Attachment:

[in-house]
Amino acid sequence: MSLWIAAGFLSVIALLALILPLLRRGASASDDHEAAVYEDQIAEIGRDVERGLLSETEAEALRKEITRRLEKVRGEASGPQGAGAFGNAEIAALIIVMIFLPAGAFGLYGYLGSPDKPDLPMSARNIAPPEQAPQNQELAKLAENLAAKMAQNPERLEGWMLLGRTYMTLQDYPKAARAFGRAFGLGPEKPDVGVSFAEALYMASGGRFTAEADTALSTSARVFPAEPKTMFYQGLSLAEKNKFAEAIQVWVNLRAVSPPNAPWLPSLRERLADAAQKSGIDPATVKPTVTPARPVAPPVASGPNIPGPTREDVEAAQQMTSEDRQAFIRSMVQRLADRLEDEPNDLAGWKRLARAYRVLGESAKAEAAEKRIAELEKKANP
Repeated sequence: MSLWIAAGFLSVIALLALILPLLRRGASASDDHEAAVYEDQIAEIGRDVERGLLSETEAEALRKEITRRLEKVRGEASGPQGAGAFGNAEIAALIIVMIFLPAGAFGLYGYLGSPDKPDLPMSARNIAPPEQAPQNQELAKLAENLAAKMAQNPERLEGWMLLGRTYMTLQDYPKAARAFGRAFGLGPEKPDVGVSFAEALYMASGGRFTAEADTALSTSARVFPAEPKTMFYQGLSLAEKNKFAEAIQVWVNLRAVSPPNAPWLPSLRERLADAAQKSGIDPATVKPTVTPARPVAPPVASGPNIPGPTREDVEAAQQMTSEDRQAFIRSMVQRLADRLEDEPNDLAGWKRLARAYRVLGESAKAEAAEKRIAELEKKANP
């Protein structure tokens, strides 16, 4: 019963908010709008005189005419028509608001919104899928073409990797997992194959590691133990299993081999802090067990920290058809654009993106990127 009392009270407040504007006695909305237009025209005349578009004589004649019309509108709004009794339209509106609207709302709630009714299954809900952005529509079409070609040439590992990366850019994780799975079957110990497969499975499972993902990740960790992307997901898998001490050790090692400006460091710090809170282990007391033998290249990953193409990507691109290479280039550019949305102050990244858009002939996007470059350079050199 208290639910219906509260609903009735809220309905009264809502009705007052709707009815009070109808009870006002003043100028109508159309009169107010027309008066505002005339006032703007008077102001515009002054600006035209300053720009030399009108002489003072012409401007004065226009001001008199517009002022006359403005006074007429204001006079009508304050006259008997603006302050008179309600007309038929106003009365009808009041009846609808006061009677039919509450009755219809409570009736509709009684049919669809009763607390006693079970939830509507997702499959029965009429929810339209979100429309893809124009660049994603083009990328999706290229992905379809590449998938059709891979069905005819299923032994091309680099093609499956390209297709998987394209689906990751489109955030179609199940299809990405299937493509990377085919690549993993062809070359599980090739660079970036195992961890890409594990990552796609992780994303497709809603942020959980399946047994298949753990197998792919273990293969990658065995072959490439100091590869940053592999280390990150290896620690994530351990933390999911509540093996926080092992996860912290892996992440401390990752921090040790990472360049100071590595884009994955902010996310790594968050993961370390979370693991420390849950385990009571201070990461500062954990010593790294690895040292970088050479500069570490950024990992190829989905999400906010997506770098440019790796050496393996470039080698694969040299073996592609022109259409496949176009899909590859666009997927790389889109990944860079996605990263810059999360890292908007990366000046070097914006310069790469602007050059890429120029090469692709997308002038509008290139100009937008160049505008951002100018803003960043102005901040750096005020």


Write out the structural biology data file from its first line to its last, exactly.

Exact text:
[in-house]
Amino acid sequence: MSLWIAAGFLSVIALLALILPLLRRGASASDDHEAAVYEDQIAEIGRDVERGLLSETEAEALRKEITRRLEKVRGEASGPQGAGAFGNAEIAALIIVMIFLPAGAFGLYGYLGSPDKPDLPMSARNIAPPEQAPQNQELAKLAENLAAKMAQNPERLEGWMLLGRTYMTLQDYPKAARAFGRAFGLGPEKPDVGVSFAEALYMASGGRFTAEADTALSTSARVFPAEPKTMFYQGLSLAEKNKFAEAIQVWVNLRAVSPPNAPWLPSLRERLADAAQKSGIDPATVKPTVTPARPVAPPVASGPNIPGPTREDVEAAQQMTSEDRQAFIRSMVQRLADRLEDEPNDLAGWKRLARAYRVLGESAKAEAAEKRIAELEKKANP
Repeated sequence: MSLWIAAGFLSVIALLALILPLLRRGASASDDHEAAVYEDQIAEIGRDVERGLLSETEAEALRKEITRRLEKVRGEASGPQGAGAFGNAEIAALIIVMIFLPAGAFGLYGYLGSPDKPDLPMSARNIAPPEQAPQNQELAKLAENLAAKMAQNPERLEGWMLLGRTYMTLQDYPKAARAFGRAFGLGPEKPDVGVSFAEALYMASGGRFTAEADTALSTSARVFPAEPKTMFYQGLSLAEKNKFAEAIQVWVNLRAVSPPNAPWLPSLRERLADAAQKSGIDPATVKPTVTPARPVAPPVASGPNIPGPTREDVEAAQQMTSEDRQAFIRSMVQRLADRLEDEPNDLAGWKRLARAYRVLGESAKAEAAEKRIAELEKKANP
């Protein structure tokens, strides 16, 4: 019963908010709008005189005419028509608001919104899928073409990797997992194959590691133990299993081999802090067990920290058809654009993106990127 009392009270407040504007006695909305237009025209005349578009004589004649019309509108709004009794339209509106609207709302709630009714299954809900952005529509079409070609040439590992990366850019994780799975079957110990497969499975499972993902990740960790992307997901898998001490050790090692400006460091710090809170282990007391033998290249990953193409990507691109290479280039550019949305102050990244858009002939996007470059350079050199 208290639910219906509260609903009735809220309905009264809502009705007052709707009815009070109808009870006002003043100028109508159309009169107010027309008066505002005339006032703007008077102001515009002054600006035209300053720009030399009108002489003072012409401007004065226009001001008199517009002022006359403005006074007429204001006079009508304050006259008997603006302050008179309600007309038929106003009365009808009041009846609808006061009677039919509450009755219809409570009736509709009684049919669809009763607390006693079970939830509507997702499959029965009429929810339209979100429309893809124009660049994603083009990328999706290229992905379809590449998938059709891979069905005819299923032994091309680099093609499956390209297709998987394209689906990751489109955030179609199940299809990405299937493509990377085919690549993993062809070359599980090739660079970036195992961890890409594990990552796609992780994303497709809603942020959980399946047994298949753990197998792919273990293969990658065995072959490439100091590869940053592999280390990150290896620690994530351990933390999911509540093996926080092992996860912290892996992440401390990752921090040790990472360049100071590595884009994955902010996310790594968050993961370390979370693991420390849950385990009571201070990461500062954990010593790294690895040292970088050479500069570490950024990992190829989905999400906010997506770098440019790796050496393996470039080698694969040299073996592609022109259409496949176009899909590859666009997927790389889109990944860079996605990263810059999360890292908007990366000046070097914006310069790469602007050059890429120029090469692709997308002038509008290139100009937008160049505008951002100018803003960043102005901040750096005020």